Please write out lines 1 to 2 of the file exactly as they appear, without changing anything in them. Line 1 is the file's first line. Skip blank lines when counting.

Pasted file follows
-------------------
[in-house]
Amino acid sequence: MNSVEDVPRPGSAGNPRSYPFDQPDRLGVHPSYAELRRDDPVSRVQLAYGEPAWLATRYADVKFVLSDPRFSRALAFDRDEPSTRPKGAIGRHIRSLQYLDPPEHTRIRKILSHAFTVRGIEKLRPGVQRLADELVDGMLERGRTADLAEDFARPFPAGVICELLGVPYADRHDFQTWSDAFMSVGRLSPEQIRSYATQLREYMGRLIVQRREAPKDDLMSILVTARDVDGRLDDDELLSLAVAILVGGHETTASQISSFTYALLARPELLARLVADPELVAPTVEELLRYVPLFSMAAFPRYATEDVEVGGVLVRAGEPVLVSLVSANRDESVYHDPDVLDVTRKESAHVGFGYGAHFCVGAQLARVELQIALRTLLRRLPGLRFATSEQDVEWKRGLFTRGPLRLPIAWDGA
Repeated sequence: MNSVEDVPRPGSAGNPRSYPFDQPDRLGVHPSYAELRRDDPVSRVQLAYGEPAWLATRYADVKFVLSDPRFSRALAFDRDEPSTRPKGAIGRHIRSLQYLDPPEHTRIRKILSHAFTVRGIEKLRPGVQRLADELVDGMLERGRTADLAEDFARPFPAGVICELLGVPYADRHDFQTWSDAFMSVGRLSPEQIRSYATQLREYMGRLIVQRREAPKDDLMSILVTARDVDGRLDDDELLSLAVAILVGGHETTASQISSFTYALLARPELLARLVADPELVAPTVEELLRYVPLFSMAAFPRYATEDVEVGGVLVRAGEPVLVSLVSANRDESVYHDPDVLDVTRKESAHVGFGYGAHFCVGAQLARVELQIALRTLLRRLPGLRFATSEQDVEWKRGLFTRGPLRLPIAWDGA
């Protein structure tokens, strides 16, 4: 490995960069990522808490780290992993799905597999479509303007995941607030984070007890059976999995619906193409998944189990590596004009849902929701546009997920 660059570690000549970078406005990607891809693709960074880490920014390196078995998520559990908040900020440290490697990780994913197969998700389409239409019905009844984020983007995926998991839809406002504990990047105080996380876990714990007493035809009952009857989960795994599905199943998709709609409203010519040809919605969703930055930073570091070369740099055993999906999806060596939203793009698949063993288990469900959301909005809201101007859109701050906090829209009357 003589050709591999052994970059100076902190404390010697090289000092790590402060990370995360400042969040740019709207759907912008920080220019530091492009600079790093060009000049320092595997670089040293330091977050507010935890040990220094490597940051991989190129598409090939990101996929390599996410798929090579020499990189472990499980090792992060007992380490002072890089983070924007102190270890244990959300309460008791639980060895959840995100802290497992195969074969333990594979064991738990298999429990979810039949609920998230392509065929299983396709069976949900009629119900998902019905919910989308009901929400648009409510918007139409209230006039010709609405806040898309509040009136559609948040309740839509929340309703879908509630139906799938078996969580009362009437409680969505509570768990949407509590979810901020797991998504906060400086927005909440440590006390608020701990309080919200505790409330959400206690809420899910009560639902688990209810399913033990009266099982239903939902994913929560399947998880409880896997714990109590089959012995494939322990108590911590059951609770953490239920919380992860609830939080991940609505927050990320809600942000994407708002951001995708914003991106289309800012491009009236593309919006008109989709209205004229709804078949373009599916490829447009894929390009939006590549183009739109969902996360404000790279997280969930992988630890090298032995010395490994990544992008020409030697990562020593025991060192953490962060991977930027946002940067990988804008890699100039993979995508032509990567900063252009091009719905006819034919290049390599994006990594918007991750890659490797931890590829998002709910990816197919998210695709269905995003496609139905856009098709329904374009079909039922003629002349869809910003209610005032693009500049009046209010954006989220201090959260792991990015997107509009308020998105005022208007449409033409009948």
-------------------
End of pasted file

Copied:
[in-house]
Amino acid sequence: MNSVEDVPRPGSAGNPRSYPFDQPDRLGVHPSYAELRRDDPVSRVQLAYGEPAWLATRYADVKFVLSDPRFSRALAFDRDEPSTRPKGAIGRHIRSLQYLDPPEHTRIRKILSHAFTVRGIEKLRPGVQRLADELVDGMLERGRTADLAEDFARPFPAGVICELLGVPYADRHDFQTWSDAFMSVGRLSPEQIRSYATQLREYMGRLIVQRREAPKDDLMSILVTARDVDGRLDDDELLSLAVAILVGGHETTASQISSFTYALLARPELLARLVADPELVAPTVEELLRYVPLFSMAAFPRYATEDVEVGGVLVRAGEPVLVSLVSANRDESVYHDPDVLDVTRKESAHVGFGYGAHFCVGAQLARVELQIALRTLLRRLPGLRFATSEQDVEWKRGLFTRGPLRLPIAWDGA